Sound Décor
Architectural acoustic panels by recent Design Academy Eindhoven grad Niek Pulles take their cues from the sound-dampening virtues of classical tapestries. Pulles cuts his pyramidal anechoic foam panels into the shape of historical door jambs and other architectural details to create lively contemporary patterns for the wall. (See slide show.)

Dutchman Aldo Bakker has said of his designs, “Even when they are not used, they have something to say.” Jug (see slide show), his recent, highly sculptural vessel for Particles Gallery in Amsterdam, seems to demonstrate just that. The voluptuous form could be construed as either fluid or flesh and can rest in two positions, with the pitcher mouth facing upward while in use or downward when empty. When facing downward, the pitcher attaches to its accompanying cup in a peculiarly tender fashion that suggests a creature sheltering its young.

Over the length of her one-of-a-kind Mother of Pearl “textile frieze,” Danish designer Louise Sass laid down fields of color in seemingly random, staggered layers that shift to a more orderly repetitive pattern along the length of the cloth. Inspired by the dynamic surfaces of the Italian Baroque, which she thinks of as a “delicate grid” beneath her own composition, Sass has made a wholly modern print. (See slide show.),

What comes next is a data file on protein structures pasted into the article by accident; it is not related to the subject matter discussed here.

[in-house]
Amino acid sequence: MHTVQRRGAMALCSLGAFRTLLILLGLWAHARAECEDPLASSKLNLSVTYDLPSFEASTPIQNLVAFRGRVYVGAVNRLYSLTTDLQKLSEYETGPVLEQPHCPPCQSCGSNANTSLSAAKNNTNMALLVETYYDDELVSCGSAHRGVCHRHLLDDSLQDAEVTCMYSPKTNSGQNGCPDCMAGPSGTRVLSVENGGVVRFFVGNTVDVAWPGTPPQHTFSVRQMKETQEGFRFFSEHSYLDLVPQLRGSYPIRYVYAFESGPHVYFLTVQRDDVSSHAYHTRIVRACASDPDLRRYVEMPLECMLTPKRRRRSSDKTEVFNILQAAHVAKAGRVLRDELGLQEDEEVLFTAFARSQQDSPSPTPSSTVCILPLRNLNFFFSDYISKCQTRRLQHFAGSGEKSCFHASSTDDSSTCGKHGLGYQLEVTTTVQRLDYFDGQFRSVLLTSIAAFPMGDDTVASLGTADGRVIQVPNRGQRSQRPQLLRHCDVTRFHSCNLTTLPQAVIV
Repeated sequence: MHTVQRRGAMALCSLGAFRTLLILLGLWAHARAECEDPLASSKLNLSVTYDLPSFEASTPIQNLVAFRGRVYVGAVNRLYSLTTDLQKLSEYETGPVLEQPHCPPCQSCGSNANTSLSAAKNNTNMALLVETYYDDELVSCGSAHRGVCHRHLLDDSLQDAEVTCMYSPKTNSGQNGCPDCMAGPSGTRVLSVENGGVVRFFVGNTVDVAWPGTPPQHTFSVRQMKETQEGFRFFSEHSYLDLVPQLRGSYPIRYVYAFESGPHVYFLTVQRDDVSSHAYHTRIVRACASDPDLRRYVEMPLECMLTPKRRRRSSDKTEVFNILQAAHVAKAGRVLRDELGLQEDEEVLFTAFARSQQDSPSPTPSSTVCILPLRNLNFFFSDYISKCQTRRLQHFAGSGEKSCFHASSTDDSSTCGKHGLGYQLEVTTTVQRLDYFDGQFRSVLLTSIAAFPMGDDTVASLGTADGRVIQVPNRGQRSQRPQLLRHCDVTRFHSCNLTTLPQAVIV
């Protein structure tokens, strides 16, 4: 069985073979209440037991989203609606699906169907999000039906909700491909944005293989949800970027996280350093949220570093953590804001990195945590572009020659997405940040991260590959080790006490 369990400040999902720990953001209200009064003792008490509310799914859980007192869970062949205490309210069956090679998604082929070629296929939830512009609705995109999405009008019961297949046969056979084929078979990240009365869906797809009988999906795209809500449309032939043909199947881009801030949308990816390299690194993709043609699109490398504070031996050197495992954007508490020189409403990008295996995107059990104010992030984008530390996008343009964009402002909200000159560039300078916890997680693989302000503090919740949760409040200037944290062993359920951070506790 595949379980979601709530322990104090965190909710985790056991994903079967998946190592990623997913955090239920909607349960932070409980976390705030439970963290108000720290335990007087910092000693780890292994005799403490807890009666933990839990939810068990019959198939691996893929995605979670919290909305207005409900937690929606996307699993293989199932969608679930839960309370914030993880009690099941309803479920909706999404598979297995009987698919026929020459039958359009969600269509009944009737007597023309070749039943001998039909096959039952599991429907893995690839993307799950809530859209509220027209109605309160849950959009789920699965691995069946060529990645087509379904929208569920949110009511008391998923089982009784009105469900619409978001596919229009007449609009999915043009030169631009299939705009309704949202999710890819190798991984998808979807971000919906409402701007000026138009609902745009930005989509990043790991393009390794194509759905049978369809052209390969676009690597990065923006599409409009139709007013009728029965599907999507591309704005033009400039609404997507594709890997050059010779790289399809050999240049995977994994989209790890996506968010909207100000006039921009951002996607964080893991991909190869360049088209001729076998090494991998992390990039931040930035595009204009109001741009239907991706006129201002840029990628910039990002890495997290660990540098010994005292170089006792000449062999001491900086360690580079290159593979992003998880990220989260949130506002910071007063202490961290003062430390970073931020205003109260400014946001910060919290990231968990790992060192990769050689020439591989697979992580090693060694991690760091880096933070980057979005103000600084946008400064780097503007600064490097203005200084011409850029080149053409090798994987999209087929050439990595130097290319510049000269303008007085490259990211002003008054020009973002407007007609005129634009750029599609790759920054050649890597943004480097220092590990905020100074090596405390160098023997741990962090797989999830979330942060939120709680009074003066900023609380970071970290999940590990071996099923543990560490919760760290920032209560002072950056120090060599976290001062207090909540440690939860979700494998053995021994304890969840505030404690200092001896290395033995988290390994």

Accordion Please
In 2009, Elisa Strozyk unveiled a slinky wood veneer textile to great acclaim. Now she has teamed up with artist Sebastian Neeb to create a leggy shelving unit called the Accordion Cabinet. The barrel-chested unit is dressed in wasp-waisted accordion pleats made from Strozyk’s clever woody fabric that fold open to expose the shelves.

Portuguese cork by Amorim—reusable, biodegradable, sustainable—is the material focus of Materia, a company that commissioned designers ranging from Big-Game and Nendo to Raw-Edges and Fernando Brizio to create a product, including salt and pepper shakers, lighting, an ice bucket and toy boats, that would exploit cork’s great virtues: resistant but buoyant, compressible, elastic, impermeable—and you thought it was only good for stoppering up a leftover bottle of red.

Open Source + Meccano
In 2009, Dutch designer Thomas Lommée suggested that people anywhere in the world, sharing a common geometrical grid based on a 4cm-by-4cm square, could construct and use others’ modular components to make things. He called it OpenStructures (OS) and it seemed pretty abstract at the time (see slide show). Today, however, the OS library contains pieces by the likes of Dick van Hoff, Lucas Maassen, and Lizanne Dirkx (who made a shoe). With online forums, free, user-friendly 3D software and affordable, computer-based production techniques, there should be a lot more adults playing Lommée’s collaborative Meccano game soon.